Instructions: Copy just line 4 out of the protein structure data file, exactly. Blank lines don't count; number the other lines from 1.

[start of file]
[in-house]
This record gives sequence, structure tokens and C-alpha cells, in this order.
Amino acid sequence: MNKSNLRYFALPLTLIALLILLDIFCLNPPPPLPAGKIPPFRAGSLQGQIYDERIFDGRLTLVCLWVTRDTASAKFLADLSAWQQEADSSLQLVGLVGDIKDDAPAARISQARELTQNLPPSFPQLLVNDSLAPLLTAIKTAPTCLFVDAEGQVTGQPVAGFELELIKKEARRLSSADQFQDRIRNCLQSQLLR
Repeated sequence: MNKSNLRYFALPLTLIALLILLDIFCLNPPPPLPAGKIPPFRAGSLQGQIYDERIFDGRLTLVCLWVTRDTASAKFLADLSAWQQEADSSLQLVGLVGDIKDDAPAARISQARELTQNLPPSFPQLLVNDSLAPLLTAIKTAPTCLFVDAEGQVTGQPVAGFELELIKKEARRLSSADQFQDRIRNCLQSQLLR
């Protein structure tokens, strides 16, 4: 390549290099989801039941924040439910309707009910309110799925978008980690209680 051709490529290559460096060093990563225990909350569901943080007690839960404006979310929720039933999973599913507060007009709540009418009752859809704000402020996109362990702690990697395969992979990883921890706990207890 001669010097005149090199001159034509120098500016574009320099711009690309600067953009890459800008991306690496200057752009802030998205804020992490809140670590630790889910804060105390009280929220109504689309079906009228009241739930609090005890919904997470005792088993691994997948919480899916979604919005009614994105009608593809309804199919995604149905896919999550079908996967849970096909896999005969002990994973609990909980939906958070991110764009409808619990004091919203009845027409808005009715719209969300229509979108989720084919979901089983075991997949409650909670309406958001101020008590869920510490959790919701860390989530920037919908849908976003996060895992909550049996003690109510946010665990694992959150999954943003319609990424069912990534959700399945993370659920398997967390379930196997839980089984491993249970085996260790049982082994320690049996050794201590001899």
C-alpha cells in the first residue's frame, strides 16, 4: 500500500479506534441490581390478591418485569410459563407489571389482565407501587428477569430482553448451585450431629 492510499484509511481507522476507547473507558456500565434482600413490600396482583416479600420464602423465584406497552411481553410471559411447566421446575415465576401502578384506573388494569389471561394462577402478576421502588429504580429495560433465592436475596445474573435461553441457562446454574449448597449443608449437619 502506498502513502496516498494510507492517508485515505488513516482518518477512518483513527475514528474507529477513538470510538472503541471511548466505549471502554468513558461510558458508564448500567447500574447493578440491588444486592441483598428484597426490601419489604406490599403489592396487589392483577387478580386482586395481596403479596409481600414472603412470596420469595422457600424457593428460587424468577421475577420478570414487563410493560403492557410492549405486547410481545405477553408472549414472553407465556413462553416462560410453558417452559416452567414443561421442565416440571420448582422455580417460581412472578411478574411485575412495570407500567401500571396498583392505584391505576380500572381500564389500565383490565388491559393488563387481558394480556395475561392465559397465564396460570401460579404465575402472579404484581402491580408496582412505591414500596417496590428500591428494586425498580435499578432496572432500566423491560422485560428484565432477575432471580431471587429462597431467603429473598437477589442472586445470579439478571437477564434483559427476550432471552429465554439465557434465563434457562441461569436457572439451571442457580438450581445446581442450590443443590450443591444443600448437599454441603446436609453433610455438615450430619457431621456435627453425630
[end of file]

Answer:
Repeated sequence: MNKSNLRYFALPLTLIALLILLDIFCLNPPPPLPAGKIPPFRAGSLQGQIYDERIFDGRLTLVCLWVTRDTASAKFLADLSAWQQEADSSLQLVGLVGDIKDDAPAARISQARELTQNLPPSFPQLLVNDSLAPLLTAIKTAPTCLFVDAEGQVTGQPVAGFELELIKKEARRLSSADQFQDRIRNCLQSQLLR